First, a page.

Latvia completes SGF project for Teici Reserve. The Ramsar Small Grants Fund 1999 project "Measures to improve the management of the Teici Nature Reserve Ramsar site and surrounding wetlands" has been successfully completed. It was carried out by the Administration of Teici Nature Reserve and partly financed by the European Habitat Conservation Stamp programme, run jointly by FACE (Federation of Associations for Hunting and Conservation of the EU) and Wetlands International. During the project implementation, The Teici Wetland Foundation (TWF) was established as the financial instrument for purchase/lease and management of land for nature conservation around the Teici Reserve Ramsar site. The SGF project contributed to the purchase of two most valuable land properties in Teici and provided seed money for future work. View a brief report and an annex of photographs and further detail, right here. [27/08/01]

Federal Republic of Yugoslavia declares succession. On 3 July 2001 the Director-General of UNESCO received from the Minister of Foreign Affairs of the Federal Republic of Yugoslavia a notification that the FR of Yugoslavia accepted the Ramsar Convention as a successor State to the Socialist Federal Republic of Yugoslavia "and undertakes faithfully to perform and carry out the stipulations therein contained as from April 27, 1992, the date upon which the Federal Republic of Yugoslavia assumed responsibility for its international relations". Yugoslavia confirmed the Ramsar status of its four existing listed sites, Ludasko Lake, Obedska Bara, Skadarsko Jezero, and Stari Begej. [27/08/01]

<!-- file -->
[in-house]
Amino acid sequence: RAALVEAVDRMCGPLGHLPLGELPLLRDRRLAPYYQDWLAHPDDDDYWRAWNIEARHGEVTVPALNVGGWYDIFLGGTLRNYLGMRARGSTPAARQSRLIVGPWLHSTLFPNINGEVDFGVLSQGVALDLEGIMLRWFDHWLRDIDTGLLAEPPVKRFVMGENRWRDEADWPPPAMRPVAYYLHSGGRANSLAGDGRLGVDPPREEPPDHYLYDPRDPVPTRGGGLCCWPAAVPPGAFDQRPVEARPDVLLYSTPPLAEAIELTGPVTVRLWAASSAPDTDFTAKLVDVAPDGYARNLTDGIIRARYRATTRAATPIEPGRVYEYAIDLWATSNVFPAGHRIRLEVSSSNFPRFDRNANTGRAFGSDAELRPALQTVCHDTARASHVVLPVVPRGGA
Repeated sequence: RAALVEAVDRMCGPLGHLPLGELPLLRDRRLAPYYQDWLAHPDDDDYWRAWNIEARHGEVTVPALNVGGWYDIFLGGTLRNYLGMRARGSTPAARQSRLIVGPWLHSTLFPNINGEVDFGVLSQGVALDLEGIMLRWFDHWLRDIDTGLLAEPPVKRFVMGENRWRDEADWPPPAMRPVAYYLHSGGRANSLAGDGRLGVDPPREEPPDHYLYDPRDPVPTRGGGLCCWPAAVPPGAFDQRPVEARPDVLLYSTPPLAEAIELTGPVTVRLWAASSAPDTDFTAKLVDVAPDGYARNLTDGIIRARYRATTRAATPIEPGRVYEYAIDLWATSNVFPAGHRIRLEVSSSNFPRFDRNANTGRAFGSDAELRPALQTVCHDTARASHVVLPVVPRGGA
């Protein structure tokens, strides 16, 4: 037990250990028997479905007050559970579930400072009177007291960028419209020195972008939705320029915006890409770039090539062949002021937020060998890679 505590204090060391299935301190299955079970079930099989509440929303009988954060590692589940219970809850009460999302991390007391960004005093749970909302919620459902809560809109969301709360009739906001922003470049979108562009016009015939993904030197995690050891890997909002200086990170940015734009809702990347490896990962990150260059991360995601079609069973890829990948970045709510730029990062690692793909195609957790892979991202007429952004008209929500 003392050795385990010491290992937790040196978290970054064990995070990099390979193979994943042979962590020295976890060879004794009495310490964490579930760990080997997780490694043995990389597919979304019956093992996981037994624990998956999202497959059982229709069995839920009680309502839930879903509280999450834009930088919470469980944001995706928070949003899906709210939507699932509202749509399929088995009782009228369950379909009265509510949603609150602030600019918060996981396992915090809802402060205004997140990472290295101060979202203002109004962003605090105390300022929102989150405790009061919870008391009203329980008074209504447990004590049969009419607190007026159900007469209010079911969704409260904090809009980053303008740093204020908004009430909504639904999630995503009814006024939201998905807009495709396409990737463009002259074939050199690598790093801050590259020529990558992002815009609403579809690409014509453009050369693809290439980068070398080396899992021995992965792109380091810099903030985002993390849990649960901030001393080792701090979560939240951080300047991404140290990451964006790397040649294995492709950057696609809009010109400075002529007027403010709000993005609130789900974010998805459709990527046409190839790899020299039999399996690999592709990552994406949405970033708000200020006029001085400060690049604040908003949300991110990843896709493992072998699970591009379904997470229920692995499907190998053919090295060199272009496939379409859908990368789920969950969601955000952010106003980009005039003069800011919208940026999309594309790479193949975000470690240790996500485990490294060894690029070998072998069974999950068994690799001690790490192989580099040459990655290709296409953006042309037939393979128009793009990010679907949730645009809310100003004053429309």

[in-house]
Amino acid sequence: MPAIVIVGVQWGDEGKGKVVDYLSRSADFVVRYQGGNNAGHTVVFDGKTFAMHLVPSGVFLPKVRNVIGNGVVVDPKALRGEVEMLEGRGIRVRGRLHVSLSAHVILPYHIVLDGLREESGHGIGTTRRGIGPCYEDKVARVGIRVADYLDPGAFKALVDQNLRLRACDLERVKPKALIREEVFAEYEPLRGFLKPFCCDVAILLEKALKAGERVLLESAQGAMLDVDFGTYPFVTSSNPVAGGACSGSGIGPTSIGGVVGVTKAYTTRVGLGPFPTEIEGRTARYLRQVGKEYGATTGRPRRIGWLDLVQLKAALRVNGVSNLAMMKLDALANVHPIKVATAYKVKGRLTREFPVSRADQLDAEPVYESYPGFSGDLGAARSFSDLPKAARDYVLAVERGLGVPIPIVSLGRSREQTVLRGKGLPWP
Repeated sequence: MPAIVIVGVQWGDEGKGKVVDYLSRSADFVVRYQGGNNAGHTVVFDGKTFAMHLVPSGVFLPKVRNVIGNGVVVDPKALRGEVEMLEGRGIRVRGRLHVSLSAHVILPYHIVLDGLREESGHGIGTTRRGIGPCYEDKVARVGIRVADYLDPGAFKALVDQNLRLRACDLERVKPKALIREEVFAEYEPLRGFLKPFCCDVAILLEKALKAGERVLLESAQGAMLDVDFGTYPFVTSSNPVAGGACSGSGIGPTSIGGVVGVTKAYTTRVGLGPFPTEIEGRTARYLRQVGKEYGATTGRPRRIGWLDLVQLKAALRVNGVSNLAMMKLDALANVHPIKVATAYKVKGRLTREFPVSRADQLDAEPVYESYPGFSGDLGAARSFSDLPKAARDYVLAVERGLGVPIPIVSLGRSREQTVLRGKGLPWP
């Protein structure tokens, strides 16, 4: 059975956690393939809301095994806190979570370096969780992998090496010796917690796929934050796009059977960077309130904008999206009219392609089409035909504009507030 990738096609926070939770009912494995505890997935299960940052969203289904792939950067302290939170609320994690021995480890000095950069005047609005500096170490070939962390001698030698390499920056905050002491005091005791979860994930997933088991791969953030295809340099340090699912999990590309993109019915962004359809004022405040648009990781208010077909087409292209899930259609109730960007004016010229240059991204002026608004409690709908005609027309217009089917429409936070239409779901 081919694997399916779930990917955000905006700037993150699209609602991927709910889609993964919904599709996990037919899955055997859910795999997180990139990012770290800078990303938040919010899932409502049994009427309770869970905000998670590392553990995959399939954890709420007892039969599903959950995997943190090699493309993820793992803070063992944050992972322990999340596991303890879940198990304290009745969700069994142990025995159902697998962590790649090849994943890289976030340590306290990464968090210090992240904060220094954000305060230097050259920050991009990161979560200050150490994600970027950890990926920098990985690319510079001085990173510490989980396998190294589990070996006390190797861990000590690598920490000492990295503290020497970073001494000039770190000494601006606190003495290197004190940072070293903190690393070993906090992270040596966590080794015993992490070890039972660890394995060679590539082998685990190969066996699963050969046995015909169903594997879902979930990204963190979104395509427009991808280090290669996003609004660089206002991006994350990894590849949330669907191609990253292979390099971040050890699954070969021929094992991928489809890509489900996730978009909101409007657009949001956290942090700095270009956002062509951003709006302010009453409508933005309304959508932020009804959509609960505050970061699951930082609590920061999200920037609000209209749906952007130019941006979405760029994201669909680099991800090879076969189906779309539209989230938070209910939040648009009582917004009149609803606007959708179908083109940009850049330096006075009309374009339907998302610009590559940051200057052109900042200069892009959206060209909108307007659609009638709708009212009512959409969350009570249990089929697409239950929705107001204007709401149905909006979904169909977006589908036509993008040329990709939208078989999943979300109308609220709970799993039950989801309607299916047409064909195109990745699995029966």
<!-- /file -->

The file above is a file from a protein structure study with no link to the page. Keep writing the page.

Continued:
Argentina ratifies the Regina Amendments. The Government of the Argentine Republic, in the person of President Fernando de la Rua, has deposited with UNESCO its instruments of acceptance of the amendments to Articles 6 and 7 (1987); in accordance with the terms of Article 10bis, the amendments will enter into force for Argentina on the first day of the fourth month following the date of deposit of its instrument, i.e., 1 October 2001. The Argentine Republic availed itself of the opportunity to renew its reservation concerning the United Kingdom’s extension of its ratification of the Regina Amendments "to the Falkland Islands (Malvinas), South Georgia and the South Sandwich Islands and reasserts its sovereignty over those islands" (UNESCO translation). [24/08/01]